Depending on your needs, the iMac might start to lose a bit of sheen when you compare its features. Of all the systems in our comparison, the iMac has the smallest capacity hard drive, and the least amount of RAM. Given that we've seen $700 desktops with 500GB hard drives, the 250GB model in the iMac feels especially skimpy. Apple offers 320GB and 500GB options as upgrades, for market prices, but we'd like to see 500GB come standard--in keeping with the competition.
The iMac's memory is a more specialized concern. Having only 1GB of RAM doesn't hurt the iMac's performance relative to competing Windows PCs, so, in practical terms, it's not an issue. But you might feel a slowdown if you were to install Windows Vista onto a second hard drive partition. We won't ding Apple for only including 1GB of RAM here, but we do take issue with the cost to upgrade. Apple charges $100 to go from 1GB of 800MHz DDR2 RAM to 2GB. Dell and HP each charge half that.
On the other hand, the iMac also offers integrated Bluetooth, fast, wide-bandwidth 802.11n wireless networking and FireWire 800 support--features which no other system can match at this price. Many people also find OS X itself a major advantage for Macs in general. You may already have a Mac or Windows allegiance, but between iTunes, Front Row, Spaces, Time Machine, and the bundled iLife suite, Apple's systems have a strong list of applications and tools that can make your computing life easier. Windows Vista is a powerful operating system in its own right, but OS X does a much better job of exposing the tools it comes with due to its well-organized icons, short cuts, and plain-language notification text.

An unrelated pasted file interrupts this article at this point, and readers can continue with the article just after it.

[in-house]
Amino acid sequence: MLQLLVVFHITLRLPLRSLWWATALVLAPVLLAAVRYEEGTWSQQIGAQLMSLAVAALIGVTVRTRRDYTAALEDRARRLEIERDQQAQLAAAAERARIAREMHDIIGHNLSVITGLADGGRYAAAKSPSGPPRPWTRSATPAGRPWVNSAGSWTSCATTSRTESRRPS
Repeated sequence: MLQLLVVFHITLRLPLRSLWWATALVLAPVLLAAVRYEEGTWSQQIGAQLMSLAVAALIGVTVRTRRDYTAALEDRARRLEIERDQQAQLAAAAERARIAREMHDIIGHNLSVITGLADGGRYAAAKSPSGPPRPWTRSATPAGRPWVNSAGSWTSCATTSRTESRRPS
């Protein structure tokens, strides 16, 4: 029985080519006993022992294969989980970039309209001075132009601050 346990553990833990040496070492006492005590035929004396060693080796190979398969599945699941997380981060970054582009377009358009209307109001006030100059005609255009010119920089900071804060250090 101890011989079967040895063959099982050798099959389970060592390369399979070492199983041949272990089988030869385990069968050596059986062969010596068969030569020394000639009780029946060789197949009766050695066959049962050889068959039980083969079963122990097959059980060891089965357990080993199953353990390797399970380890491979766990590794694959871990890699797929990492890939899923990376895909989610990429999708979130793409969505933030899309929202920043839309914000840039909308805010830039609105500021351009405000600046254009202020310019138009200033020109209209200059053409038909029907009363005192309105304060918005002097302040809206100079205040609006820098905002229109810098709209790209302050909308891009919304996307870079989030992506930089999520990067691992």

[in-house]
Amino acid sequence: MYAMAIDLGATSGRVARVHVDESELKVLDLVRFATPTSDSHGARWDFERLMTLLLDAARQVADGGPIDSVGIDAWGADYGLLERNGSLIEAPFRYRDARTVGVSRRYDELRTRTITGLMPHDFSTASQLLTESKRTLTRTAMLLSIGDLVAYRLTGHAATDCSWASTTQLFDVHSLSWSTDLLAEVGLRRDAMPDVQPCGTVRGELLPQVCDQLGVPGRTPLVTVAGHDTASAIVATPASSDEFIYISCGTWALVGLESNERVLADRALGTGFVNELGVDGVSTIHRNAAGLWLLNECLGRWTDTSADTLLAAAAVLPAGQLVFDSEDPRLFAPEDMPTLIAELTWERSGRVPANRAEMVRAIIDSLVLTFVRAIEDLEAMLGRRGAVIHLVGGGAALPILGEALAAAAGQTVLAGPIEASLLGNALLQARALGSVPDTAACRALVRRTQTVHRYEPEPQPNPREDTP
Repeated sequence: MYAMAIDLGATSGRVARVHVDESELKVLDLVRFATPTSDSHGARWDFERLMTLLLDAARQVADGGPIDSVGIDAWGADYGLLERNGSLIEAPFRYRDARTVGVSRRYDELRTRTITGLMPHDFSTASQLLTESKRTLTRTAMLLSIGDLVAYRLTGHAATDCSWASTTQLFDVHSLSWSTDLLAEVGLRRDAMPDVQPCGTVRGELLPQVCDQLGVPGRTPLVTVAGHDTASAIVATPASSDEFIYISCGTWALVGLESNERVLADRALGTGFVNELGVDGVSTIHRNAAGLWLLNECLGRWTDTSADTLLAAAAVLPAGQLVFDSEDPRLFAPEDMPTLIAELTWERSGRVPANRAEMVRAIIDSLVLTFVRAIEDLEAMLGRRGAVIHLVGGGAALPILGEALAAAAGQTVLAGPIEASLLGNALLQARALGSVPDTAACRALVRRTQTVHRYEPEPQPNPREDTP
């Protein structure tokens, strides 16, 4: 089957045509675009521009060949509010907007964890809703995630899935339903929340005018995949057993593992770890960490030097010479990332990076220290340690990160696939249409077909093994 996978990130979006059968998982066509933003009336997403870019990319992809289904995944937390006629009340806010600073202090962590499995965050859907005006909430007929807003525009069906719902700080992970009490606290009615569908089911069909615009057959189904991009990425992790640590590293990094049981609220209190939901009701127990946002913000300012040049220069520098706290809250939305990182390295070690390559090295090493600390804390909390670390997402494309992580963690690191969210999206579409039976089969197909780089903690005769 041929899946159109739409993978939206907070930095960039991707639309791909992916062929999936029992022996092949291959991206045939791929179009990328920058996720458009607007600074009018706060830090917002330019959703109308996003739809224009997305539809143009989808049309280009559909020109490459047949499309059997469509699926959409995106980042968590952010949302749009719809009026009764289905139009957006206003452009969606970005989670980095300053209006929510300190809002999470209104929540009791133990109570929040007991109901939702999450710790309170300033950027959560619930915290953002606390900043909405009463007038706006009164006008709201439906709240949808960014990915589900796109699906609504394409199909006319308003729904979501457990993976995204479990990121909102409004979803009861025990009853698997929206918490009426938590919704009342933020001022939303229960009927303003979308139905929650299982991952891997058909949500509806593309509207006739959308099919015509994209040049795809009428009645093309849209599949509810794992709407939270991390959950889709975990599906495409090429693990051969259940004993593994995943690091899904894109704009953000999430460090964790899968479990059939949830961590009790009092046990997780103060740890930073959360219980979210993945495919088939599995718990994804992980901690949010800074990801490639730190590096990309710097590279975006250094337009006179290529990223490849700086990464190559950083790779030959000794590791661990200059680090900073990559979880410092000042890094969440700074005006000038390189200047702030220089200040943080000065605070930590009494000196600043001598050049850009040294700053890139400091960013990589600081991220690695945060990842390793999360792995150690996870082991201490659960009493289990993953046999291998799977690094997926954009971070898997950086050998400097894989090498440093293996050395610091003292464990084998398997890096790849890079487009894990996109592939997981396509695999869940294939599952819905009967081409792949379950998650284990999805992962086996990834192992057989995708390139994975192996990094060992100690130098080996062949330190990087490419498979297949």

Finally, the iMac does come with a wired mouse and keyboard. We like the look and feel of the trim, minimalist keyboard, and we hate the mouse for its imprecise scrolling nub and stubborn single-button design. If you'd like to preserve the clutter-free iMac design, Apple will sell you a wireless mouse for $20 and a wireless keyboard for $30, both of which are fair prices.
Apple's support remains the least exciting aspect of its products. The one-year, parts-and-labor warranty is on par with the rest of the industry, but, as always, the paltry 90-day phone support feels like an insult each time we read it. You can always pay for extra, but you shouldn't have to. Online, the Apple Community Forum is likely your best bet for problem solving, as the passionate fan base is also a wealth of useful information. You can find various manuals, FAQs, and other product information on Apple's Web site, too.
Find out more about how we test desktop systems.
Apple OS X; 2.4GHz Intel Core 2 Duo; 1GB 800MHz DDR2 SDRAM; 128MB ATI Radeon HD 2400 XT graphics chip; 250GB 7,200rpm hard drive.
Windows Vista Home Premium SP1; 2.4GHz Intel Core 2 Duo E4600; 2GB 667MHz DDR2 SDRAM; 256MB (shared) Nvidia GeForce 8400M GS graphics chip; 320GB, 7,200rpm Seagate hard drive.
Windows Vista Home Premium SP1 (64-bit); 2.5GHz Intel Core 2 Quad Q9300; 4GB 667MHz DDR2 SDRAM; 512MB Nvidia GeForce 9800 GT graphics card; 640GB 7,200rpm hard drive.
Windows Vista Home Premium SP1 (64-bit); 2.16GHz Intel Core 2 Duo T5850; 4GB 667MHz DDR2 SDRAM; 256MB Nvidia GeForce 9300M GS integrated graphics chip; 500GB 7,200rpm Seagate hard drive.
Windows Vista Home Premium SP1; 2.5GHz AMD Phenom X4 9850; 2GB 800MHz DDR2 SDRAM; (2) 1GB ATI Radeon HD 3870 graphics cards; 500GB 7,200rpm Western Digital hard drive.